The real crime of so much of R.E.M.’s post-Berry output is that the band sounds boring. R.E.M. always had its flaws, its idiosyncrasies, but it was never, ever boring. The band and its music always felt personal and connected. Since 1995, they’ve been distant and generic.

Is there a song on here that make a 20-track best of R.E.M. mix? No, but that’s a tough and competitive field. And “Oh My Heart” might come close. It’s the best thing on here, a New Orleans hymn with strong echoes of Swan Swan H. The emotion doesn’t seem forced, unlike the similarly themed “Houston” from an album ago. “Mine Smell Like Honey” has a god’s-honest bridge. I had thought R.E.M. forgot how to incorporate those into songs. Of course, it also has the worst song title in the R.E.M. catalog (followed closely by this album’s “Alligator Aviator Autopilot Antimatter” and “Me, Marlon Brando, Marlon Brando and I” — if you’re going to break the four-word barrier in your song title, you better have a damn good reason.)

Listening to this album made me realize how badly I want to love another R.E.M album in my life — how badly I want to let this band into my soul again…It’s never going to happen, and this will probably be as close as I get. But at least this album was good enough to make me recognize that desire, to feel that yearning again.

So, in the end, is this album a comeback or a retreat? And does it matter? The world’s a better place when R.E.M. doesn’t suck — when they sound like they give a damn about the music they’re making, and not going through the motions to fill out a record deal.

And Collapse Into Now completes the band’s deal with Warner Brothers, so we really don’t know what comes next. This could be it, and if so, at least they’ve gone out on a relatively high (B+) note. And if not, maybe uncertainty and freedom will invigorate the band creatively, and they’ll come up with something legitimately new and original their next time out.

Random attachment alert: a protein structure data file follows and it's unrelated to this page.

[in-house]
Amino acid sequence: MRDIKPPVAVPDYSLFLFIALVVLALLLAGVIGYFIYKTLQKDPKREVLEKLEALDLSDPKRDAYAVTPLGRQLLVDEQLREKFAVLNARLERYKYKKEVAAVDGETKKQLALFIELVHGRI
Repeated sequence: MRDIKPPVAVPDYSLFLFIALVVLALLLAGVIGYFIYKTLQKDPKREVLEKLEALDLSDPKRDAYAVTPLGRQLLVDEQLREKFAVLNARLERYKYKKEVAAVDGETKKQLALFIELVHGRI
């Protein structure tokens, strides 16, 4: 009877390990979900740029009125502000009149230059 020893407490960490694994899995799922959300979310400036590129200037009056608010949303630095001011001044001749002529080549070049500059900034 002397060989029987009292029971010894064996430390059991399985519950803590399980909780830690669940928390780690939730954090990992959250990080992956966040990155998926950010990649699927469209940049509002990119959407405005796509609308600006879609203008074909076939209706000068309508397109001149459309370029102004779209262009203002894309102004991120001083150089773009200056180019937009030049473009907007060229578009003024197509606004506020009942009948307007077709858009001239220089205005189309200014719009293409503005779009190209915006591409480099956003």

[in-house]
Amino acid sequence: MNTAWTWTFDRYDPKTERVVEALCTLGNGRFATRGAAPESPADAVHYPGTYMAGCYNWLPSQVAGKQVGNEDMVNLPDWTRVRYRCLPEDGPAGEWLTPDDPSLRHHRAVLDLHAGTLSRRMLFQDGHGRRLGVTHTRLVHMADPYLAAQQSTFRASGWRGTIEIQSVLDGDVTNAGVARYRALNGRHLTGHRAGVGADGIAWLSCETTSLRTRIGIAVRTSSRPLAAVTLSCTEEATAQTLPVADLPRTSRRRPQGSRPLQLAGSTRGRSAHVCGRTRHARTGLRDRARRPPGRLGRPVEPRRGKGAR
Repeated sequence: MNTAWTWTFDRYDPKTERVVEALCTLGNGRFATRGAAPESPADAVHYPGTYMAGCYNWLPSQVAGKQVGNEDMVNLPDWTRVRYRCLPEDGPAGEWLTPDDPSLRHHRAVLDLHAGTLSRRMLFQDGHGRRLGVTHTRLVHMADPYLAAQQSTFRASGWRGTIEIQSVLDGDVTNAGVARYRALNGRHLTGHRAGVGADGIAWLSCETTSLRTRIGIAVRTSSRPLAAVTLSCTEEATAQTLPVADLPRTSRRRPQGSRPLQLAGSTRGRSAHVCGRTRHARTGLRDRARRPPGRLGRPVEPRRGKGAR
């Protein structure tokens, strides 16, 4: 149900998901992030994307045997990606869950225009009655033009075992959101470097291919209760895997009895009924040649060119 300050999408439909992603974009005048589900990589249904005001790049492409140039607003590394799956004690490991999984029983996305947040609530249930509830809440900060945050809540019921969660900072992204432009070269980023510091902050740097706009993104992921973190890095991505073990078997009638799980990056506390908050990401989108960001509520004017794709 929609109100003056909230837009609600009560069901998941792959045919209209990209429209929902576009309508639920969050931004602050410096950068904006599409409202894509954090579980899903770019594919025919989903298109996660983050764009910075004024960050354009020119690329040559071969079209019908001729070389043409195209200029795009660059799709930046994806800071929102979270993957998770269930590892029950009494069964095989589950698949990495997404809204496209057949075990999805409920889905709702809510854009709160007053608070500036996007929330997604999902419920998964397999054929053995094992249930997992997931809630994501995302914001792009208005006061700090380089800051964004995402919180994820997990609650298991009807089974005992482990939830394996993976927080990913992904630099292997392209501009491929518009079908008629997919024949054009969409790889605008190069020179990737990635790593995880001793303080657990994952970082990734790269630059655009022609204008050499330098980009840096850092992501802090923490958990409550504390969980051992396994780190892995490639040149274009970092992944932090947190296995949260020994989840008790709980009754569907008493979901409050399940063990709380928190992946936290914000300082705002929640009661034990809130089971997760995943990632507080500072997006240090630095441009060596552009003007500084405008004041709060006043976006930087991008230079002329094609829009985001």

Filed under Music Has AIDS, The Dilemma

4 responses to “I Hate Being Wrong

  1. I love it when folks get together and share ideas.
    Great blog, continue the good work!

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  3. Pingback: Your 2011 SXSW Wrap-Up | Pop Culture Has AIDS

  4. How do you feel about being wrong about being wrong? I ignored your long-standing weakness for defending the corpses of artists (see: Billy Joel, Bruce Springsteen), and gave an R.E.M. album a chance for the first time since the turn of the century (when they broke their long-standing promise to break up before they got embarrassing). If this shit is your hope for a heartbeat, it’s time to pull the plug, my friend. With all the good music out there, there’s no possible reason to waste an hour of your life on this boring dreck. I love R.E.M. perhaps more than any other band, but they’ve been gone for a long time and they ain’t coming back.